Near-collapse of German bank and its Irish subsidiary shrouded in mystery
The name of the bank that broke Ireland might not have been Anglo Irish Bank, but Depfa – to the tune of around €130bn and rising
Done deal: Hypo Real Estate Bank AG CEO Georg Funke (left) shakes hands with Depfa CEO Gerhard Bruckermann at a press conference in Munich on July 23rd, 2007 to announce that Hypo had agreed to buy Depfa for ¤5.7 billion to form, at the time, Germany’s biggest real estate financing company. photograph: thorsten jochim/bloomberg news/via getty images
In a caustic commentary, reflecting a common view in German finance circles, the Handelsblatt business daily denounced the IFSC institution as the “source of all evil”.
Five years on, the near-collapse of Germany’s HRE banking group and its Irish subsidiary remain shrouded in mystery.
Yet as Ireland prepares to exit the bailout necessitated largely by Anglo Irish Bank’s collapse, it’s worth recalling just how near a miss Ireland had with Depfa.
Though not a household name – in Germany or Ireland – the lender opened an Irish operation in the 1990s and pursued a highly profitable, if speculative, business model: lending money for long-term infrastructure and commercial property projects which the bank borrowed, in turn, on short-term money markets at lower interest rates. The short-long interest rate difference was Depfa’s profit.
When Lehmann Brothers collapsed five years ago, short-term liquidity evaporated as lenders battened down the hatches. Facing ruin, Depfa put in an emergency call to its HRE parent which, in turn, appealed to Frankfurt banks and the federal government in Berlin.
The hole in Depfa’s balance sheet widened from an initial estimate of €10 billion to €30 billion, then €100 billion and beyond.
Berlin steps in
Fearing a domino effect in Germany, and possible collapse of finance markets around Europe and worldwide, Berlin stepped in with loans and guarantees and, a year later, the first – and to date only – nationalisation of a financial institution in Germany’s post-war history.
The problem landed in Berlin’s lap because, just one year earlier, HRE had taken over Depfa in Dublin.
Had that fateful deal not gone through, it is very likely the mess would have been Dublin’s problem. In the history books, the name of the bank that broke Ireland might not have been Anglo Irish Bank, but Depfa – to the tune of around €130 billion and counting.
Five years after flirting with financial disaster, are we any the wiser as to what really happened?
Even now, the wall of silence surrounding the HRE/Depfa drama is almost impenetrable.
One of the few people willing to talk is former Deutsche Bank executive Michael Endres. He knows the books of HRE and Depfa like few others in Germany, as he was brought in as supervisory board chairman from November 2008 until the nationalisation a year later.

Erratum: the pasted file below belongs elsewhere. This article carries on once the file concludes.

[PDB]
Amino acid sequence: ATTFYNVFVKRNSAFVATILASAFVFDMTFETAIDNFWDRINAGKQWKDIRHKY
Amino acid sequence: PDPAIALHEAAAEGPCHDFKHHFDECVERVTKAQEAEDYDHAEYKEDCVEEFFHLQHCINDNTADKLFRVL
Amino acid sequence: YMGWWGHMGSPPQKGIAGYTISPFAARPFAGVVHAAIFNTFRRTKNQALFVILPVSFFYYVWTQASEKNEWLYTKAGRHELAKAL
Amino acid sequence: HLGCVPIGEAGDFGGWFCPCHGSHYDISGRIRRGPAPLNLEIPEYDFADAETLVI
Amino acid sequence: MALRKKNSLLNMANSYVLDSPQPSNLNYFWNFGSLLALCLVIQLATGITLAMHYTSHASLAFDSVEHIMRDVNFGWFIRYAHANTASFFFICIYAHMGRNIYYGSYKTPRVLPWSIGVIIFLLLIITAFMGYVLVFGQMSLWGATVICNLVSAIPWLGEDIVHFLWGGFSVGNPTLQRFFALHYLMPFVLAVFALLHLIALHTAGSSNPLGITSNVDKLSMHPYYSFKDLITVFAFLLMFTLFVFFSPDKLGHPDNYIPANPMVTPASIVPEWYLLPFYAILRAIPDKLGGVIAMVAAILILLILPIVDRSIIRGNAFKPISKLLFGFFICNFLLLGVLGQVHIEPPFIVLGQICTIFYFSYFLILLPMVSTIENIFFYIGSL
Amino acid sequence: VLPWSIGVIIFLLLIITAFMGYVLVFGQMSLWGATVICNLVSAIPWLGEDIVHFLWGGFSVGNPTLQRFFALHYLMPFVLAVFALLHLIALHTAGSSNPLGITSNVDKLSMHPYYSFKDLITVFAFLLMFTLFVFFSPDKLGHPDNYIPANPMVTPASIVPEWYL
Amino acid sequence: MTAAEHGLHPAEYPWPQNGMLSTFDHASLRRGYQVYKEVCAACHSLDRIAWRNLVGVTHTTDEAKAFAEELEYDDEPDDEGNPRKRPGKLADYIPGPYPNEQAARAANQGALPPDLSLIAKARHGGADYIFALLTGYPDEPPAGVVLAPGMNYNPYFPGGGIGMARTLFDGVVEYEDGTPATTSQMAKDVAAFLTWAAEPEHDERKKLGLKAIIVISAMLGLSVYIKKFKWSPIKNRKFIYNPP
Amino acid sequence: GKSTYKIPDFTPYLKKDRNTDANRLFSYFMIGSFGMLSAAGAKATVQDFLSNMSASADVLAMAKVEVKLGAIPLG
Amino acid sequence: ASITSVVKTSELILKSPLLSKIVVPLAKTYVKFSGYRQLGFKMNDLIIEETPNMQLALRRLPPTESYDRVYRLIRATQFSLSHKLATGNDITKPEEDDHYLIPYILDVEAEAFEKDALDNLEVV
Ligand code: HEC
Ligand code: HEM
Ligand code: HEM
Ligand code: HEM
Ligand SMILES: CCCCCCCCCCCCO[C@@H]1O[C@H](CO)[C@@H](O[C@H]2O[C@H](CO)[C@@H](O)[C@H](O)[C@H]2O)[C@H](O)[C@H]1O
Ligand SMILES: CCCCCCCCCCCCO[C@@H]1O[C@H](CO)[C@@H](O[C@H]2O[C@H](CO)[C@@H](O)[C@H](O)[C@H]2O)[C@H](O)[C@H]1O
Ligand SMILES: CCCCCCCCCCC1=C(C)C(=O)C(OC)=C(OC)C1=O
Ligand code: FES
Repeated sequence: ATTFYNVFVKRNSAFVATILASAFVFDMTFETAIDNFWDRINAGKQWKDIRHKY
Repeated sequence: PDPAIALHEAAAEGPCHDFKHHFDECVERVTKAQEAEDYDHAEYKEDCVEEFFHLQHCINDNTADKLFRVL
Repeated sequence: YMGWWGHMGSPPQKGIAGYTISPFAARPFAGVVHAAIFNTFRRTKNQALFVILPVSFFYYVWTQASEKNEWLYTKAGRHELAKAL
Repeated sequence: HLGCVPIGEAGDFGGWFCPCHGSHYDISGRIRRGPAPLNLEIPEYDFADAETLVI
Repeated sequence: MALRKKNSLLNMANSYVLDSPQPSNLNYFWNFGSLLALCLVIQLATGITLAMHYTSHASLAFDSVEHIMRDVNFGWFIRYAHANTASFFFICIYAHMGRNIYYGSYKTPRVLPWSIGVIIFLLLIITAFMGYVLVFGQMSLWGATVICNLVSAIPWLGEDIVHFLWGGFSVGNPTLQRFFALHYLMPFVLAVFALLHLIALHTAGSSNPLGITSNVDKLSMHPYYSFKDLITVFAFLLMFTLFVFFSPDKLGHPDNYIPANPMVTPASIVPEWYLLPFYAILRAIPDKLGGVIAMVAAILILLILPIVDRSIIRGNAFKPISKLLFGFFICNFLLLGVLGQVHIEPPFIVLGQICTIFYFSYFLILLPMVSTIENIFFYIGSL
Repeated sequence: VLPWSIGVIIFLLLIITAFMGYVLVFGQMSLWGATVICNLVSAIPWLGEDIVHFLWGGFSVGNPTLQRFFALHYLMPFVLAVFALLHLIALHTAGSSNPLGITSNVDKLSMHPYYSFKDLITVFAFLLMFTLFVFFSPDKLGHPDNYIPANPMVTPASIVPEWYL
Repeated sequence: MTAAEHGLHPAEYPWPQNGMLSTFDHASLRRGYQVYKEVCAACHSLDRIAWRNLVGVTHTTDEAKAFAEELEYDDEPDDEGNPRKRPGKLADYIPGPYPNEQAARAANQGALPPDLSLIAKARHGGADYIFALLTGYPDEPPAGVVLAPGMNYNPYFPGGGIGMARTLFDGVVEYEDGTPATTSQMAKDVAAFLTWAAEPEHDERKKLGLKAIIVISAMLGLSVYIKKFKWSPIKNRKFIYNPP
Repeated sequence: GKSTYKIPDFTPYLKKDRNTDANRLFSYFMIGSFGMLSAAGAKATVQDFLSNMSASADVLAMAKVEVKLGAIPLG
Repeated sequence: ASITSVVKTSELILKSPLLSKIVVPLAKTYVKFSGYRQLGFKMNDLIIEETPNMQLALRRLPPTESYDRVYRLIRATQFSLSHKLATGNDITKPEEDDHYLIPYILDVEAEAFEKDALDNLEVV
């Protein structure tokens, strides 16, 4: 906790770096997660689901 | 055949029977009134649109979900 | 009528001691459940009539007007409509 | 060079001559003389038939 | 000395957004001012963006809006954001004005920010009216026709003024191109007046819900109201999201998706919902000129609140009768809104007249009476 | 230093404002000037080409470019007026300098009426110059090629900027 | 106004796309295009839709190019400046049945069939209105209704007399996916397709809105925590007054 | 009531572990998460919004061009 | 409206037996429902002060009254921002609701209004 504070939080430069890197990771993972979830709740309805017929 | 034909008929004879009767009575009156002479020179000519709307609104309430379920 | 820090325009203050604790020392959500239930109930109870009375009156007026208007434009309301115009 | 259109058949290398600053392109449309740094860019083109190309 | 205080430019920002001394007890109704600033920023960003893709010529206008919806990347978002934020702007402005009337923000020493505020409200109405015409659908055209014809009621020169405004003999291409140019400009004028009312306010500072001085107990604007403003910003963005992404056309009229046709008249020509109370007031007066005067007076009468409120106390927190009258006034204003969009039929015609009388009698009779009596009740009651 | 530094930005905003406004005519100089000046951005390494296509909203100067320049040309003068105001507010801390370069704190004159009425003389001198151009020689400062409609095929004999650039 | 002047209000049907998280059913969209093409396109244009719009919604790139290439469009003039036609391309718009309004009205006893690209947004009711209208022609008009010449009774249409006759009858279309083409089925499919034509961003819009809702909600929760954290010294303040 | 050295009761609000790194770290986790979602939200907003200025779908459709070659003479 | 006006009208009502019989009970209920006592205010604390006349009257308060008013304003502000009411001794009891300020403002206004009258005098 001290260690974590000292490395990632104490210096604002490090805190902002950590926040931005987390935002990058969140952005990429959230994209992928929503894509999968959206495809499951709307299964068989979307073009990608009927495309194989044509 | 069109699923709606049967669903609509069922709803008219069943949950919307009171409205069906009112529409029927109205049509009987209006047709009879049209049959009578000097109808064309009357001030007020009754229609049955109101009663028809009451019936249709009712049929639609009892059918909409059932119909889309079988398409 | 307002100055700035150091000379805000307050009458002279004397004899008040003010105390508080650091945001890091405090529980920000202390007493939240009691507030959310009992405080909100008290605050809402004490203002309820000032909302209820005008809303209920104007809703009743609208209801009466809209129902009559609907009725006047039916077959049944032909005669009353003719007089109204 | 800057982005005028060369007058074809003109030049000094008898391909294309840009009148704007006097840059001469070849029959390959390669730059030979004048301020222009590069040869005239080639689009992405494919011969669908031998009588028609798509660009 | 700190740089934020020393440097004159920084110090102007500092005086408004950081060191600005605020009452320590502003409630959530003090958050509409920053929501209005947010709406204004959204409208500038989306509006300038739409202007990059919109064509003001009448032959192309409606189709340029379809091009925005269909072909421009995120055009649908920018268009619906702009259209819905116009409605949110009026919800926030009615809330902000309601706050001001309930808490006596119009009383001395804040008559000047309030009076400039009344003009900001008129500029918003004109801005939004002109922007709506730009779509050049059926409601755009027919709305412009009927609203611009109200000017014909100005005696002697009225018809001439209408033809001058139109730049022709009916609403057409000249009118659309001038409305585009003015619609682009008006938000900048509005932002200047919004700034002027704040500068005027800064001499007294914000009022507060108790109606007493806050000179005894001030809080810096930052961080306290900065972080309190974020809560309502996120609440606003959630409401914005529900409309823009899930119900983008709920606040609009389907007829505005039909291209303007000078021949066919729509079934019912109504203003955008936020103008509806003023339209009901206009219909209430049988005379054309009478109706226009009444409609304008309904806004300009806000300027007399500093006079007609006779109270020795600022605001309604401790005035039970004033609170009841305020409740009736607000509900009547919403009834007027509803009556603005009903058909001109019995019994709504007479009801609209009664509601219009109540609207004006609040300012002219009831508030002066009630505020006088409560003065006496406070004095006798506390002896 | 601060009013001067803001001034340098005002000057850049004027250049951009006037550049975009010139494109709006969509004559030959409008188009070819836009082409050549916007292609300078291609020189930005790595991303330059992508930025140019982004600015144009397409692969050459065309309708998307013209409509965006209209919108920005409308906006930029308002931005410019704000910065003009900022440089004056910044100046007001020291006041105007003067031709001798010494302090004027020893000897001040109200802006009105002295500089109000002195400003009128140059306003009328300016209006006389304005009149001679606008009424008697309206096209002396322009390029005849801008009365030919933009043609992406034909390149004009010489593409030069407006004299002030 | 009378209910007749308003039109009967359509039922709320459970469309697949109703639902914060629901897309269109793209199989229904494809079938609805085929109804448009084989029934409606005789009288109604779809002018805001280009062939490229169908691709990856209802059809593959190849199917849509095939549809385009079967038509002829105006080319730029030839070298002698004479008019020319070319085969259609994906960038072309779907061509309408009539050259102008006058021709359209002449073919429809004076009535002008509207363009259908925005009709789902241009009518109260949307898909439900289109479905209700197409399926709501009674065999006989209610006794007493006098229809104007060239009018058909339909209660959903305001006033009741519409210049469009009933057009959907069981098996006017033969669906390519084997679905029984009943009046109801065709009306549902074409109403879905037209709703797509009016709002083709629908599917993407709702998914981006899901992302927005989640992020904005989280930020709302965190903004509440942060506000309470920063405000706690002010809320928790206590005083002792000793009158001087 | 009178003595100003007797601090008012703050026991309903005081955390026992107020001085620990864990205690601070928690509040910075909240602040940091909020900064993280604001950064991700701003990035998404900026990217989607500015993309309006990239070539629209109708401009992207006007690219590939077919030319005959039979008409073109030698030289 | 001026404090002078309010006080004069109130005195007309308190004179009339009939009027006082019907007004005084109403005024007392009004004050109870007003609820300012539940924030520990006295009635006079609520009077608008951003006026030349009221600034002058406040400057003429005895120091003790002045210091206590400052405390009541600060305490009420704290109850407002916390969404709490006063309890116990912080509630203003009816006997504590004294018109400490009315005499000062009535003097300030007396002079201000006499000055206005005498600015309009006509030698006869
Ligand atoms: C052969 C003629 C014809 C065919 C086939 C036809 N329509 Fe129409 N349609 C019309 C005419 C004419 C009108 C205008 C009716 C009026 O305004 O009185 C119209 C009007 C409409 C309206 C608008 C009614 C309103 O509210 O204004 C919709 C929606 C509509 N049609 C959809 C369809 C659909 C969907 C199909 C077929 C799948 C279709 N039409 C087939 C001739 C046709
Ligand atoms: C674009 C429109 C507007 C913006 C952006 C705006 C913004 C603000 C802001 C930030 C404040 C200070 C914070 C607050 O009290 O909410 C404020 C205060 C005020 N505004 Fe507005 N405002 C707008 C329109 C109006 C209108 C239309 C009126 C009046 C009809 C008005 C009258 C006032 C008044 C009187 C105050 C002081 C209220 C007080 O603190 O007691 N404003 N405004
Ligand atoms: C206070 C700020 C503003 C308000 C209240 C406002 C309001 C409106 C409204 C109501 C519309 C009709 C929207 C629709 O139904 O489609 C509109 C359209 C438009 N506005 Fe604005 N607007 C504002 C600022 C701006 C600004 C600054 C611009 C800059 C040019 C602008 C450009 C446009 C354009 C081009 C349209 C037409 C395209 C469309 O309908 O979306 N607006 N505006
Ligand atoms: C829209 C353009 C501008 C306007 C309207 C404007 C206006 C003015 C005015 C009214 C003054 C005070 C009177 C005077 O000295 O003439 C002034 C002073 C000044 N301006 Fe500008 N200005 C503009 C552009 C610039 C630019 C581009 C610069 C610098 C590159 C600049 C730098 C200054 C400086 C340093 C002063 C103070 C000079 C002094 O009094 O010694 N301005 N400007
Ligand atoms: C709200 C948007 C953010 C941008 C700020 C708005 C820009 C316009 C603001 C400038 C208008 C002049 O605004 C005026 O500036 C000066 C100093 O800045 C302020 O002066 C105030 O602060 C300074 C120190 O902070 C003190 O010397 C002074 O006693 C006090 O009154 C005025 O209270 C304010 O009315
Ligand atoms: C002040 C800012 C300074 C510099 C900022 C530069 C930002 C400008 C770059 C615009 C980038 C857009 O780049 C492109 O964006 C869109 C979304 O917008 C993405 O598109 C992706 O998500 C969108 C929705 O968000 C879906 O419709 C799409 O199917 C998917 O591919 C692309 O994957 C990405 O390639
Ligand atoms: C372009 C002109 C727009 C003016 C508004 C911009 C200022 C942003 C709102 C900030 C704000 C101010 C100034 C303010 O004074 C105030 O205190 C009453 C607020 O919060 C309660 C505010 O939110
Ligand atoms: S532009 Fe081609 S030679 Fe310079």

Sitting in his Frankfurt office, in the shadow of Deutsche Bank’s twin towers, the 75 year-old Bavarian says the mainstream view in German finance circles – that Depfa sank HRE – is not strictly correct.
“HRE would have gone down on its own, because of its own business,” he says, a view he formed during a hectic year studying HRE’s books.
The former Deutsche Bank board member doesn’t absolve Depfa: he has harsh words on its transformation, under the nose of a weak Irish regulator, from a “sleepy bank in Wiesbaden” to a Dublin dealer in “questionable business”.
A former Depfa board member agrees with this assessment. Speaking on condition of anonymity, the director says that Depfa became a victim of its own hubris. Its determination to enter the global capital slipstream in the last decade was not reflected in adequate oversight structures: a risk committee was only set up at board level in 2006.
“But whether the scale of Depfa’s dependence on the short-term capital markets grew to unacceptable levels, I don’t know,” said the ex-director.
The central figure in the HRE/Depfa meltdown is the bank’s former chief executive Gerhard Bruckermann.
The son of a savings bank manager from Solingen, a small town east of Düsseldorf, Bruckermann joined Depfa in 1991 when it was still called the Deutsche Pfandbriefanstalt.
It was originally founded in 1922 to provide residential property loans, but moved into the commercial sector in the 1970s and privatised in 1990.
It opened an Irish office and eventually transferred its headquarters from Wiesbaden to Dublin.
The then Fianna Fáil government enacted special legislation in 2002 to ease the transition, hoping to establish Dublin as a trading centre for the booming market in Depfa’s speciality of covered bonds – specialised debt securities invented in Prussia in the 18th century.
As Depfa chief executive in Dublin, Bruckermann expanded Depfa’s commercial, property and infrastructure loan business radically, lending long and borrowing short to generate equity returns of almost 33 per cent.